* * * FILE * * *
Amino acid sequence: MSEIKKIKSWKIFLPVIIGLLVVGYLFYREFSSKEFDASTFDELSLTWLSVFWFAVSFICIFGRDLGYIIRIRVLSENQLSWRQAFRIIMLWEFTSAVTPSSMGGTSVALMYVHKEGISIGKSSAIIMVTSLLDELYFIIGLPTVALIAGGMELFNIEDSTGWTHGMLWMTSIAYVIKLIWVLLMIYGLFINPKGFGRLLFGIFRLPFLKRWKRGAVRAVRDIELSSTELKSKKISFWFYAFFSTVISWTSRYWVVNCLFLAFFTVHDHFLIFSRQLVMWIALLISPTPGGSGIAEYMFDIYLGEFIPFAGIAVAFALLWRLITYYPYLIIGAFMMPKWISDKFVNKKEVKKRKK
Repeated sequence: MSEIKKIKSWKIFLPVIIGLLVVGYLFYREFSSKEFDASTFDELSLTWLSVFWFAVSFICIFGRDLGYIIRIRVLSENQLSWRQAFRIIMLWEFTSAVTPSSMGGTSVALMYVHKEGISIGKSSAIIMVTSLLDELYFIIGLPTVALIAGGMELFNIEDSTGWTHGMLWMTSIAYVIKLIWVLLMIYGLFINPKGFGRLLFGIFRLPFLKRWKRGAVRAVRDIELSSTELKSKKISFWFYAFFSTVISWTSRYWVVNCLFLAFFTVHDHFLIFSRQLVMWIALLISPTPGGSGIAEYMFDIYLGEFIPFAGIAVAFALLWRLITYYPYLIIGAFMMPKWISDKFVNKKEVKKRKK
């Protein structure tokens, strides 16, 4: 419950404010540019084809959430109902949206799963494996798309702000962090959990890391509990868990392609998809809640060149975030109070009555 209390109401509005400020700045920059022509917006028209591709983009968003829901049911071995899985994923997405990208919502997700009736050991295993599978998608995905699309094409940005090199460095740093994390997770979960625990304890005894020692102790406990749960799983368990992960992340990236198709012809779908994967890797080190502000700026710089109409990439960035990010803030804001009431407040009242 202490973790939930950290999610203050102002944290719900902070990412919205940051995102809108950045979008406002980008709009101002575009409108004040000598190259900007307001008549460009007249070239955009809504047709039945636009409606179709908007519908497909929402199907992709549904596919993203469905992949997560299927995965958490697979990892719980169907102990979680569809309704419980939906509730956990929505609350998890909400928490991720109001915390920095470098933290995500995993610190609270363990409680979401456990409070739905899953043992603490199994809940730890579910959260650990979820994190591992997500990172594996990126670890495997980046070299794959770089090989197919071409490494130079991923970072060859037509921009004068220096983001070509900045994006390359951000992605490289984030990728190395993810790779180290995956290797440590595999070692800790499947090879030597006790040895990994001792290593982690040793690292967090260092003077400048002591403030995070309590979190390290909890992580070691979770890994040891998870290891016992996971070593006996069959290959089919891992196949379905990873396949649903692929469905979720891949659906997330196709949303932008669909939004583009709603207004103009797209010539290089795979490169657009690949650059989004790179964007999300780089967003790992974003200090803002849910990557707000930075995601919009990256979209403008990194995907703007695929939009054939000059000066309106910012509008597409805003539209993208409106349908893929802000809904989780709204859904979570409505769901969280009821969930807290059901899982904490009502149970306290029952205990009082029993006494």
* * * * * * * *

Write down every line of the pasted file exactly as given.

Amino acid sequence: MSEIKKIKSWKIFLPVIIGLLVVGYLFYREFSSKEFDASTFDELSLTWLSVFWFAVSFICIFGRDLGYIIRIRVLSENQLSWRQAFRIIMLWEFTSAVTPSSMGGTSVALMYVHKEGISIGKSSAIIMVTSLLDELYFIIGLPTVALIAGGMELFNIEDSTGWTHGMLWMTSIAYVIKLIWVLLMIYGLFINPKGFGRLLFGIFRLPFLKRWKRGAVRAVRDIELSSTELKSKKISFWFYAFFSTVISWTSRYWVVNCLFLAFFTVHDHFLIFSRQLVMWIALLISPTPGGSGIAEYMFDIYLGEFIPFAGIAVAFALLWRLITYYPYLIIGAFMMPKWISDKFVNKKEVKKRKK
Repeated sequence: MSEIKKIKSWKIFLPVIIGLLVVGYLFYREFSSKEFDASTFDELSLTWLSVFWFAVSFICIFGRDLGYIIRIRVLSENQLSWRQAFRIIMLWEFTSAVTPSSMGGTSVALMYVHKEGISIGKSSAIIMVTSLLDELYFIIGLPTVALIAGGMELFNIEDSTGWTHGMLWMTSIAYVIKLIWVLLMIYGLFINPKGFGRLLFGIFRLPFLKRWKRGAVRAVRDIELSSTELKSKKISFWFYAFFSTVISWTSRYWVVNCLFLAFFTVHDHFLIFSRQLVMWIALLISPTPGGSGIAEYMFDIYLGEFIPFAGIAVAFALLWRLITYYPYLIIGAFMMPKWISDKFVNKKEVKKRKK
């Protein structure tokens, strides 16, 4: 419950404010540019084809959430109902949206799963494996798309702000962090959990890391509990868990392609998809809640060149975030109070009555 209390109401509005400020700045920059022509917006028209591709983009968003829901049911071995899985994923997405990208919502997700009736050991295993599978998608995905699309094409940005090199460095740093994390997770979960625990304890005894020692102790406990749960799983368990992960992340990236198709012809779908994967890797080190502000700026710089109409990439960035990010803030804001009431407040009242 202490973790939930950290999610203050102002944290719900902070990412919205940051995102809108950045979008406002980008709009101002575009409108004040000598190259900007307001008549460009007249070239955009809504047709039945636009409606179709908007519908497909929402199907992709549904596919993203469905992949997560299927995965958490697979990892719980169907102990979680569809309704419980939906509730956990929505609350998890909400928490991720109001915390920095470098933290995500995993610190609270363990409680979401456990409070739905899953043992603490199994809940730890579910959260650990979820994190591992997500990172594996990126670890495997980046070299794959770089090989197919071409490494130079991923970072060859037509921009004068220096983001070509900045994006390359951000992605490289984030990728190395993810790779180290995956290797440590595999070692800790499947090879030597006790040895990994001792290593982690040793690292967090260092003077400048002591403030995070309590979190390290909890992580070691979770890994040891998870290891016992996971070593006996069959290959089919891992196949379905990873396949649903692929469905979720891949659906997330196709949303932008669909939004583009709603207004103009797209010539290089795979490169657009690949650059989004790179964007999300780089967003790992974003200090803002849910990557707000930075995601919009990256979209403008990194995907703007695929939009054939000059000066309106910012509008597409805003539209993208409106349908893929802000809904989780709204859904979570409505769901969280009821969930807290059901899982904490009502149970306290029952205990009082029993006494």